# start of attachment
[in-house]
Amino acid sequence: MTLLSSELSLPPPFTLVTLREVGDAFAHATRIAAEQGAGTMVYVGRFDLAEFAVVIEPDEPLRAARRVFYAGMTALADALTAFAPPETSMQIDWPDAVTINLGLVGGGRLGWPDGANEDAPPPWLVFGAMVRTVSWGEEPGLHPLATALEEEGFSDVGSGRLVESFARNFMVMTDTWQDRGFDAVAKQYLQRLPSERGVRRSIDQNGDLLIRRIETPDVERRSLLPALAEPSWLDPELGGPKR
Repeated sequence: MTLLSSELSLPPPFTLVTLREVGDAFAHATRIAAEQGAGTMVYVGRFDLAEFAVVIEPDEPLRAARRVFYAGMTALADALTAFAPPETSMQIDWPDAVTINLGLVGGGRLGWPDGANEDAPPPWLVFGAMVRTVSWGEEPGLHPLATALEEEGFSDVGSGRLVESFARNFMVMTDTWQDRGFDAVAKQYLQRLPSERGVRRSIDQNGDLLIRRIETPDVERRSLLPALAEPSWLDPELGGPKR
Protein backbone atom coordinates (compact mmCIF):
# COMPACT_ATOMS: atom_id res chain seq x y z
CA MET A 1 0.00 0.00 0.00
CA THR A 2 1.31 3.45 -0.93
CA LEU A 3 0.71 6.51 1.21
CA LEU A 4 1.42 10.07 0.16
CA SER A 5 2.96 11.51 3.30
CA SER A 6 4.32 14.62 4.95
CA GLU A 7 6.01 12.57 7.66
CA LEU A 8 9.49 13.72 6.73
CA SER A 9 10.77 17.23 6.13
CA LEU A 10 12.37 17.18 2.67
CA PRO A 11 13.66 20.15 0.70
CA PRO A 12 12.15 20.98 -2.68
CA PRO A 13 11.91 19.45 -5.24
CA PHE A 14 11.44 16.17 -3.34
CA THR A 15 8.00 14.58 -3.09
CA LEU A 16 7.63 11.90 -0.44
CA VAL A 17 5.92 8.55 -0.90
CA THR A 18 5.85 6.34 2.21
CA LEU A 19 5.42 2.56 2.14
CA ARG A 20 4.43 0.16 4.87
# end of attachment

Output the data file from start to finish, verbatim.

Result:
[in-house]
Amino acid sequence: MTLLSSELSLPPPFTLVTLREVGDAFAHATRIAAEQGAGTMVYVGRFDLAEFAVVIEPDEPLRAARRVFYAGMTALADALTAFAPPETSMQIDWPDAVTINLGLVGGGRLGWPDGANEDAPPPWLVFGAMVRTVSWGEEPGLHPLATALEEEGFSDVGSGRLVESFARNFMVMTDTWQDRGFDAVAKQYLQRLPSERGVRRSIDQNGDLLIRRIETPDVERRSLLPALAEPSWLDPELGGPKR
Repeated sequence: MTLLSSELSLPPPFTLVTLREVGDAFAHATRIAAEQGAGTMVYVGRFDLAEFAVVIEPDEPLRAARRVFYAGMTALADALTAFAPPETSMQIDWPDAVTINLGLVGGGRLGWPDGANEDAPPPWLVFGAMVRTVSWGEEPGLHPLATALEEEGFSDVGSGRLVESFARNFMVMTDTWQDRGFDAVAKQYLQRLPSERGVRRSIDQNGDLLIRRIETPDVERRSLLPALAEPSWLDPELGGPKR
Protein backbone atom coordinates (compact mmCIF):
# COMPACT_ATOMS: atom_id res chain seq x y z
CA MET A 1 0.00 0.00 0.00
CA THR A 2 1.31 3.45 -0.93
CA LEU A 3 0.71 6.51 1.21
CA LEU A 4 1.42 10.07 0.16
CA SER A 5 2.96 11.51 3.30
CA SER A 6 4.32 14.62 4.95
CA GLU A 7 6.01 12.57 7.66
CA LEU A 8 9.49 13.72 6.73
CA SER A 9 10.77 17.23 6.13
CA LEU A 10 12.37 17.18 2.67
CA PRO A 11 13.66 20.15 0.70
CA PRO A 12 12.15 20.98 -2.68
CA PRO A 13 11.91 19.45 -5.24
CA PHE A 14 11.44 16.17 -3.34
CA THR A 15 8.00 14.58 -3.09
CA LEU A 16 7.63 11.90 -0.44
CA VAL A 17 5.92 8.55 -0.90
CA THR A 18 5.85 6.34 2.21
CA LEU A 19 5.42 2.56 2.14
CA ARG A 20 4.43 0.16 4.87